In a lengthy interview with Russian newspaper Sports Express, translated by Sports Illustrated and discussed by David Alter, Toronto Maple Leafs prospect Rodion Amirov spoke about his brain tumor diagnosis and treatment, as well as his planned return to hockey. Amirov explained that he received a hit to the head while playing for Ufa Salavat Yulaev of the KHL early last season and began to experience symptoms typical of a head injury. With the issue persistent, Amirov sought the help of specialists in Germany back in October who, after several months, confirmed the worst to him in January: a brain tumor.
The forward added that after the diagnosis, he and those close to him, chose to keep the diagnosis private, not wanting anyone to feel sorry for the 20-year-old. Ultimately, they chose to disclose the diagnosis publicly, and the Maple Leafs issued a statement on February 23rd, confirming. Since then, Amirov has received an outpouring of support on his road to recovery. Now it appears he has his sights set on hockey once again, already skating with a trainer and eyeing a November return to the sport.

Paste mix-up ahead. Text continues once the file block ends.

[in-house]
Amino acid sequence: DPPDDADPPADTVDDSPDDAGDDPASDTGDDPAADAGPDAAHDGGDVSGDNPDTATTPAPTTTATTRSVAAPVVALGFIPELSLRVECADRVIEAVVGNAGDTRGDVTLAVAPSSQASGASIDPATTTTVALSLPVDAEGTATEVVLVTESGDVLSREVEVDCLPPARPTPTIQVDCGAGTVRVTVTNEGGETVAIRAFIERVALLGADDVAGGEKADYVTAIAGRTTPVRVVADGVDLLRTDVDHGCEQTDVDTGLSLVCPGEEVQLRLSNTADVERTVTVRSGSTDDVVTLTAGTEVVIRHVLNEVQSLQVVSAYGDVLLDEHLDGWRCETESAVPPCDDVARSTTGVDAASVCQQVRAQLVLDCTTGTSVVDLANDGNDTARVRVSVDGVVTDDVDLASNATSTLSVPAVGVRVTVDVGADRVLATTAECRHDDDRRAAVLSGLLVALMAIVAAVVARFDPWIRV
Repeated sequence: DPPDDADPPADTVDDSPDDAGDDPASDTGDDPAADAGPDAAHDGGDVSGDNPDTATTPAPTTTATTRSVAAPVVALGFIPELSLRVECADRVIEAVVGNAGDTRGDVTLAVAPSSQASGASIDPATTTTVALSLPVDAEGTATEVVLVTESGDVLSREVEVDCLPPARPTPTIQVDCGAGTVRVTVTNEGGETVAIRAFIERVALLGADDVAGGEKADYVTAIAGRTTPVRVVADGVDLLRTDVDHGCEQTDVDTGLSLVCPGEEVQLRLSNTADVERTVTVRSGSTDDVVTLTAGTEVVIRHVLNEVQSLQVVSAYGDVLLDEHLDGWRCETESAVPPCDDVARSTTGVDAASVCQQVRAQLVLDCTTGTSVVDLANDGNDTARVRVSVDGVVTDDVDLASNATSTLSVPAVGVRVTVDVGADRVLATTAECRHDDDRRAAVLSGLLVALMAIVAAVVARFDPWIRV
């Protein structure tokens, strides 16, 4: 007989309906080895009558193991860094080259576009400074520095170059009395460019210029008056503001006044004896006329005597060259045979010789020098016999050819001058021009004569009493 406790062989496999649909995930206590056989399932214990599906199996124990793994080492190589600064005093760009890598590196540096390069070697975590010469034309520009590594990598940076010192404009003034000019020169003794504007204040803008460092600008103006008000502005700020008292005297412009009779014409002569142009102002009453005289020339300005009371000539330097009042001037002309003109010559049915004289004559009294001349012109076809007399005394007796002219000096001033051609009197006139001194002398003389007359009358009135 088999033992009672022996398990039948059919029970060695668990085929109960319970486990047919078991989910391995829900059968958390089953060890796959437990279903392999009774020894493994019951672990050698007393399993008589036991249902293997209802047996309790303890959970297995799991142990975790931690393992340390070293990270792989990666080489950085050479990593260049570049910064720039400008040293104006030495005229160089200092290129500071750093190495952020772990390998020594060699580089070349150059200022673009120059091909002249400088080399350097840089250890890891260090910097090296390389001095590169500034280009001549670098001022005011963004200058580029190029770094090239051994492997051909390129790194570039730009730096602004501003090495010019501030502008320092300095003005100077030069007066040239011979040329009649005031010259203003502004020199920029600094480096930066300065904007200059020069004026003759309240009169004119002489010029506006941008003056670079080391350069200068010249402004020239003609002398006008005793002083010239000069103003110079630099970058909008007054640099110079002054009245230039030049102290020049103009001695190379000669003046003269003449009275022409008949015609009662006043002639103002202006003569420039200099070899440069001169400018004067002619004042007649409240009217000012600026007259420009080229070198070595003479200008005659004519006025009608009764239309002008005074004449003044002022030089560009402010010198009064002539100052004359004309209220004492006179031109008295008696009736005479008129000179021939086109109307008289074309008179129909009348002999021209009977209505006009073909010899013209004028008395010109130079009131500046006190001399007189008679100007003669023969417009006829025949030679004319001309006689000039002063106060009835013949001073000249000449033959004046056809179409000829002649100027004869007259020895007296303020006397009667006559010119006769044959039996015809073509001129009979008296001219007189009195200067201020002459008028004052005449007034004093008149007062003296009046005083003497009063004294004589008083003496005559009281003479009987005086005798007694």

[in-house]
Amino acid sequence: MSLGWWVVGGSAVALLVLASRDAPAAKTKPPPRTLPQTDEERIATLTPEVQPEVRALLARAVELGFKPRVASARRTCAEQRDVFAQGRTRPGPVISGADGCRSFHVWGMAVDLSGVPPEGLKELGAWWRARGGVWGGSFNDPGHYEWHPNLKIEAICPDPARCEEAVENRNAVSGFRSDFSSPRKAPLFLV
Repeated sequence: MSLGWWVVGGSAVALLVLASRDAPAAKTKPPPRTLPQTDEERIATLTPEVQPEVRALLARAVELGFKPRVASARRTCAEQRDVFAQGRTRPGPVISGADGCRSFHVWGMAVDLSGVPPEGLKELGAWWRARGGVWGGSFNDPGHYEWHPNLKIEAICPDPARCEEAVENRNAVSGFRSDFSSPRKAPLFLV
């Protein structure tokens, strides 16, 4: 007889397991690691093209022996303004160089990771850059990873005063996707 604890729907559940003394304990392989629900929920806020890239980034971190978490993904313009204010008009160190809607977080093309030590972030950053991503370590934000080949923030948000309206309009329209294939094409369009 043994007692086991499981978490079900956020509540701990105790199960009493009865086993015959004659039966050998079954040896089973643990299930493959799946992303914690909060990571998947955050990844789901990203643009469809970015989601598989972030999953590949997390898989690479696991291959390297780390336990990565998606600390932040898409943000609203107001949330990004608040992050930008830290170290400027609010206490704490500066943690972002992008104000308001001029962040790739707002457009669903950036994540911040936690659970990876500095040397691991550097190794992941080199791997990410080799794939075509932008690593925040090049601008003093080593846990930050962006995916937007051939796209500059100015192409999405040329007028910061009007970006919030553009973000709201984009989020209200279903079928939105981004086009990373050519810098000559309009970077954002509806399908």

The return to hockey is surely a positive sign, not only that Amirov can play and continue to develop, but being able to do so and focus on it a positive sign for his health. It’s unclear if any of this will pose any long-term effects on the young winger, though the time off at least will serve to set his development back to some extent. That setback is one Toronto would be more than happy to deal with if it means Amirov’s health and well-being are being served. As much support as Amirov has off the ice, and as uplifting as his story seems to be becoming, it’s worth keeping in mind how strong of a prospect he still is. In three seasons in the KHL, Russia’s top league, Amirov has held his own at his young age, putting up 18 points in 70 games, most of which came as a teenager.